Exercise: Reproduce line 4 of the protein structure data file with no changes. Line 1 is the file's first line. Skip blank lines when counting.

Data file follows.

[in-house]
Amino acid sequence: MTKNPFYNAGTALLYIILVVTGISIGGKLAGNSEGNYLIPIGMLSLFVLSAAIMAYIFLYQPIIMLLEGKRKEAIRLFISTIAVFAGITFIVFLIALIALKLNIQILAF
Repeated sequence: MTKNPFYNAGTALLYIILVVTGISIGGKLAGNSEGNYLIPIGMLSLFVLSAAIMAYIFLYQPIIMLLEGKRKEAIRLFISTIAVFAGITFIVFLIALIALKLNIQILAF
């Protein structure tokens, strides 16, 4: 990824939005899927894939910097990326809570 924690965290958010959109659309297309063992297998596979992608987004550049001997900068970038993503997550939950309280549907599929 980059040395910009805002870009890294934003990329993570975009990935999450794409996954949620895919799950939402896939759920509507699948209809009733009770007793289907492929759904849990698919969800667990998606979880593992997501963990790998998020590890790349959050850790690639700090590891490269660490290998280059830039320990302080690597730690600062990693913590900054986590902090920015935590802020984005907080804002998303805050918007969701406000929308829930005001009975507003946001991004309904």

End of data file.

């Protein structure tokens, strides 16, 4: 990824939005899927894939910097990326809570 924690965290958010959109659309297309063992297998596979992608987004550049001997900068970038993503997550939950309280549907599929 980059040395910009805002870009890294934003990329993570975009990935999450794409996954949620895919799950939402896939759920509507699948209809009733009770007793289907492929759904849990698919969800667990998606979880593992997501963990790998998020590890790349959050850790690639700090590891490269660490290998280059830039320990302080690597730690600062990693913590900054986590902090920015935590802020984005907080804002998303805050918007969701406000929308829930005001009975507003946001991004309904």